The words and phrases below are ones I can across in a “more traditional” Regency romance I was reading leisurely, and thought I would share some of the less common ones. Enjoy!
Here and Thereian is one who has no settled place of residence. (Definition taken from The 1811 Dictionary of the Vulgar Tongue, originally by Francis Grose.)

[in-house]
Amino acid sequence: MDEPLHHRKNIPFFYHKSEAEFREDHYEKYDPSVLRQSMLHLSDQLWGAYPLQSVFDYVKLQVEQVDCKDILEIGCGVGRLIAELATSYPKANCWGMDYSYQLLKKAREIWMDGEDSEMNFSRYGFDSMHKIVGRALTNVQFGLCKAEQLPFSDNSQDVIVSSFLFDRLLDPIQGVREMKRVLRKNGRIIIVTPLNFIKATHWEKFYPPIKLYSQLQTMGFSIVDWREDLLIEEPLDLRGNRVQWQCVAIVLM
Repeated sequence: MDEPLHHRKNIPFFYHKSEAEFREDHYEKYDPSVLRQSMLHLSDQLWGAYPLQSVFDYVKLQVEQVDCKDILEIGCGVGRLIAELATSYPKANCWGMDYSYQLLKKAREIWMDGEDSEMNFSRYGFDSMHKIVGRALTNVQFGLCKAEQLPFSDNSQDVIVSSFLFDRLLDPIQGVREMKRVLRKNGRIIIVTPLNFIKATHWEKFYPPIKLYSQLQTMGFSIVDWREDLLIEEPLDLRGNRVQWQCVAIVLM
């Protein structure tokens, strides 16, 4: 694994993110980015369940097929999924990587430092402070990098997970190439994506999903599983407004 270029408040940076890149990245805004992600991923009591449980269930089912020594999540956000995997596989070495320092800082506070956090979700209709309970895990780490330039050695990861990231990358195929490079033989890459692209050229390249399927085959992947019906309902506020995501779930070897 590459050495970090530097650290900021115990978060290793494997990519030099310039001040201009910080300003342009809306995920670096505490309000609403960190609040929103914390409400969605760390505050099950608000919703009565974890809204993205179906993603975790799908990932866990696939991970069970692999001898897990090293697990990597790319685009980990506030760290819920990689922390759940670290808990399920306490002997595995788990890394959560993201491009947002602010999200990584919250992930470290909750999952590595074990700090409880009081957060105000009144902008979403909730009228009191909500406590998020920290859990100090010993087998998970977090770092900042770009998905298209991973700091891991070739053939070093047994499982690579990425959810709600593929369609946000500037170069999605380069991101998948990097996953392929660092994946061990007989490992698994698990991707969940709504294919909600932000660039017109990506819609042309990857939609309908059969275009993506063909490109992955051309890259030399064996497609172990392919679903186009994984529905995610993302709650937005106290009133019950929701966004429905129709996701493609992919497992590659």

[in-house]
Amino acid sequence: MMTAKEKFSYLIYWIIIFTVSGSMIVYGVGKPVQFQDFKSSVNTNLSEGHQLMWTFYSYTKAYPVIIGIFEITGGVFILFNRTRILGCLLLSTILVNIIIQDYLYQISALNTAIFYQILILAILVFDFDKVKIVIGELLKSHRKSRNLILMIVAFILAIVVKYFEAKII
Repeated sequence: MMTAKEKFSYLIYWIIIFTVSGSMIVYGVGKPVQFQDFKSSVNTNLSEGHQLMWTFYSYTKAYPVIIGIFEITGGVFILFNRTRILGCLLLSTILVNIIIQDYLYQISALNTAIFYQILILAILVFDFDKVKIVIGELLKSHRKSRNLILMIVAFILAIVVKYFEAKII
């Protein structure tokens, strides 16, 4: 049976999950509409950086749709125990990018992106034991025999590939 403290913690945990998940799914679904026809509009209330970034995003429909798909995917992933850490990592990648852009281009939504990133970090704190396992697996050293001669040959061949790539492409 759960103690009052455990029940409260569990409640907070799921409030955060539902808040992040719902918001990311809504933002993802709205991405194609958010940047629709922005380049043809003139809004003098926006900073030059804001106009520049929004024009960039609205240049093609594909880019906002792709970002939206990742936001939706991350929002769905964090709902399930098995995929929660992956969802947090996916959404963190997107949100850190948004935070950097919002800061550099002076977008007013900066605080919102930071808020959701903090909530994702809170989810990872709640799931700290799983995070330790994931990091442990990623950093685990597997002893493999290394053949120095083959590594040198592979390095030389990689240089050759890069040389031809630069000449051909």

nevvy ~ (colloquial, Britain, dialectal) A nephew ~ (Britain dialectal) A grandson; From Middle English neve, nevi, from Old English nefa (“nephew, grandson”), and Old Norse nefi (“nephew, kinsman”); both from Proto-Germanic *nefô (“nephew”), from Proto-Indo-European *nepoter-, &nepo- (“grandchild, sister’s son”). Meanwhile neve means (plural neves) 1. (rare or obsolete) Nephew [as in, 1920’s, Wilhelm Robert Richard Pinger, Laurence Sterne and Goethe: Iwein considers it his right and duty to avenge his neve, and is much exercised when Artûs proposes to go to the well with his full strength, for he apprehends that the king will give the distinction of the combat to his sister’s son Gâwein. 2. (rare or obsolete) A male cousin. As in, 1988’s , Michael Tepper, New World immigrants: Still another passenger on the same ship was Gysbert Philips from Velthuysen, 24 years old, a “neve” ( nephew or cousin) of Cornelia Wynkoop. 3. (rare or obsolete) A grandson. 4. (rare) A spendthrift. (Wikitonary)